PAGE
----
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Fields & Applications Genomics & DNA Analysis, Mass Spectrometry, Capillary Electrophoresis, Chemical, Microscopy

Small Wonder

Chemical interactions can drive cell function. Because of the striking chemical heterogeneity found within cell populations, analyzing cells individually can uncover mechanisms not observable when studying the chemistry from homogenized cellular populations. However, the intricacies of single cell investigation become more overwhelming the more we consider them; from sample preparation to analysis, smaller scales increase our risk of failure.

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About the Authors

Marina Philip

Marina C. Philip is a graduate student pursuing a PhD in chemistry at the University of Illinois at Urbana-Champaign, Urbana, USA.


Jonathan Sweedler

Jonathan Sweedler is based in the Department of Chemistry at the University of Illinois at Urbana-Champaign. He is the James R. Eiszner Family Endowed Chair in Chemistry and a Center for Advanced Study Professor of Chemistry, and serves as the Director of the School of Chemical Sciences.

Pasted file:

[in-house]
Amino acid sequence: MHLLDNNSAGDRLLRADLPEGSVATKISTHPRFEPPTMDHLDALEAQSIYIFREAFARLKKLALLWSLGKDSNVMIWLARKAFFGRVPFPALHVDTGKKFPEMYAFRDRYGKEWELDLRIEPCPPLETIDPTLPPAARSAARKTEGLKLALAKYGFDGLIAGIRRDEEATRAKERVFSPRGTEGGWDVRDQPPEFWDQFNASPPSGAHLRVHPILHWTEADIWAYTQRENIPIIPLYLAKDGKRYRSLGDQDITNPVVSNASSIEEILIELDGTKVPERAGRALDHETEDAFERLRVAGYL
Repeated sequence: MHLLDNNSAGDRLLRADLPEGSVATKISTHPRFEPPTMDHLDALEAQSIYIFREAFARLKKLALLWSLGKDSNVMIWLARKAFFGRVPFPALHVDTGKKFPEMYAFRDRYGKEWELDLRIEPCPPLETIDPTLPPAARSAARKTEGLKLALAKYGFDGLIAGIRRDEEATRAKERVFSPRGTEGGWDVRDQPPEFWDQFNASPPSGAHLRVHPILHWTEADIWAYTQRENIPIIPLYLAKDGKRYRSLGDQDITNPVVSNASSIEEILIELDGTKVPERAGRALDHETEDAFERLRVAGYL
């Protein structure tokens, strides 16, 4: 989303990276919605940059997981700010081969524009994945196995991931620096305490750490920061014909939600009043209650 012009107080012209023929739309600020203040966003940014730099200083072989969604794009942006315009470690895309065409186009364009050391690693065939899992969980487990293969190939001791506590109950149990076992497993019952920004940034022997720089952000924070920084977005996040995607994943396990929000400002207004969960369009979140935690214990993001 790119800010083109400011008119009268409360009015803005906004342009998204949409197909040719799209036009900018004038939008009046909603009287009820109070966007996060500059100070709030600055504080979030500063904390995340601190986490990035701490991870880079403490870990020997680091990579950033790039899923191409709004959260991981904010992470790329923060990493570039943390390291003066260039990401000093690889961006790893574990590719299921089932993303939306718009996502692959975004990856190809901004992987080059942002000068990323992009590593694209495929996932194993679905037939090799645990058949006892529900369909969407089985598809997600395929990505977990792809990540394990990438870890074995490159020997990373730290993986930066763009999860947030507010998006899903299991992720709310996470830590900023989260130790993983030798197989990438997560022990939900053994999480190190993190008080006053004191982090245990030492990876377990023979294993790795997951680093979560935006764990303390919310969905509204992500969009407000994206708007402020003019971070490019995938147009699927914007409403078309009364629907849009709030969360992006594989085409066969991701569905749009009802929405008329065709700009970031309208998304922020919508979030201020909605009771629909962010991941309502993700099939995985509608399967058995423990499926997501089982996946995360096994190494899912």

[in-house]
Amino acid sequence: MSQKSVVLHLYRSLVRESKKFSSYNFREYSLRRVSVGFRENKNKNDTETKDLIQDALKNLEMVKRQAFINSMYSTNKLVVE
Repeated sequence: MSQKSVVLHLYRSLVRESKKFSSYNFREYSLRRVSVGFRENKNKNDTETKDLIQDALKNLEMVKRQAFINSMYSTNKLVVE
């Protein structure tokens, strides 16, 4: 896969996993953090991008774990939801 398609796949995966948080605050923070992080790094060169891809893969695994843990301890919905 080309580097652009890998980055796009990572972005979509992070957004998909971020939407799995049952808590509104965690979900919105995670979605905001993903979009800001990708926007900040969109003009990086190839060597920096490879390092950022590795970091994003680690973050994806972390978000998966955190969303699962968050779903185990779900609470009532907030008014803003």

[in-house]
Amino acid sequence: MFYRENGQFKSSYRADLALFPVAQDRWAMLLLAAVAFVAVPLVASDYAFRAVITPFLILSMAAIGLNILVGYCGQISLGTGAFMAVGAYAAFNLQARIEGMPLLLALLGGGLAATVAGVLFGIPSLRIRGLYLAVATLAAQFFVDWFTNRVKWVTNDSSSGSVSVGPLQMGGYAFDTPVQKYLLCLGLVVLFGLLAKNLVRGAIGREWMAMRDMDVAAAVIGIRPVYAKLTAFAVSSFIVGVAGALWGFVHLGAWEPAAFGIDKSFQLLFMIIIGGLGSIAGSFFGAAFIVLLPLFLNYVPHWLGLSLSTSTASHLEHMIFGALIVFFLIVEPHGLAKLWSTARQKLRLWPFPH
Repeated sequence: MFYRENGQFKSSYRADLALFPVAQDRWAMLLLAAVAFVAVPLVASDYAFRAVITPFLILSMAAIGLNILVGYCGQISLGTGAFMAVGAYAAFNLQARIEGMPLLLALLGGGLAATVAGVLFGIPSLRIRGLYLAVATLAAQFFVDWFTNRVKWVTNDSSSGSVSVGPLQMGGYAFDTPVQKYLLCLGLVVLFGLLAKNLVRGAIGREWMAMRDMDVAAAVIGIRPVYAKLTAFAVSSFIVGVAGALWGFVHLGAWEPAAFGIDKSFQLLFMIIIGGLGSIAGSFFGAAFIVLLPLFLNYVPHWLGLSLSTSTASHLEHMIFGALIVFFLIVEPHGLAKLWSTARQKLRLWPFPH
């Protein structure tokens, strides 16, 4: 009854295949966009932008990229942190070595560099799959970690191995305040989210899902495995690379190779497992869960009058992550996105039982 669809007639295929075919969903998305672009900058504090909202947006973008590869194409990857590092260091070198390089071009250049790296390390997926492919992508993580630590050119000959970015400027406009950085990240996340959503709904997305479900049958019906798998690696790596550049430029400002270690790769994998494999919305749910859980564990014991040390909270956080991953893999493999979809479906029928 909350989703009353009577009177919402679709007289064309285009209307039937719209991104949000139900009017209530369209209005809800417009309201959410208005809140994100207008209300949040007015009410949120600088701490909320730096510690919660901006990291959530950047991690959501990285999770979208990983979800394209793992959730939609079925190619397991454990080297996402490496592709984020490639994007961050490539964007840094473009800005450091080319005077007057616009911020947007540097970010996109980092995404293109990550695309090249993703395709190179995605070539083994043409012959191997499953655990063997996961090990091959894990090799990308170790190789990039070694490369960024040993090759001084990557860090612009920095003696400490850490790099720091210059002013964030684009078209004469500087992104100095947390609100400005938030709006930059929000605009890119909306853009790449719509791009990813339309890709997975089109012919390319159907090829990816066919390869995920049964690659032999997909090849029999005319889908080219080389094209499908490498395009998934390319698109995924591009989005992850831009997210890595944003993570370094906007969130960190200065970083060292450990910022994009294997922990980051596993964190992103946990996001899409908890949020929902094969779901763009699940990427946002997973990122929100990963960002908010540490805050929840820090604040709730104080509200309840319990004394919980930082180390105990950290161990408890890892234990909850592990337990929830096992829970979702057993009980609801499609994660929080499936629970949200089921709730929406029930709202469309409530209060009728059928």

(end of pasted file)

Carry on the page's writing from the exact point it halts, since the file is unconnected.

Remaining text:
Professor Sweedler received his BS degree in Chemistry from the University of California at Davis in 1983, and his PhD from the University of Arizona in 1989. Thereafter, he was an NSF Postdoctoral Fellow at Stanford University before joining the faculty at Illinois in 1991. His research interests are in bioanalytical chemistry, and focus on developing new methods for assaying the chemistry occurring in nanoliter-volume samples, and applying these analytical methods to characterize the molecular forms, distribution, and dynamic release of neurotransmitters and neuropeptides from a range of animal models. Professor Sweedler is Editor-in-Chief of the journal Analytical Chemistry.
University of Illinois Affiliations: Department of Chemistry, Beckman Institute for Advanced Science and Technology, Carl R. Woese Institute of Genomic Biology, Department of Bioengineering, Department of Molecular and Integrative Physiology, and the Neuroscience Program.

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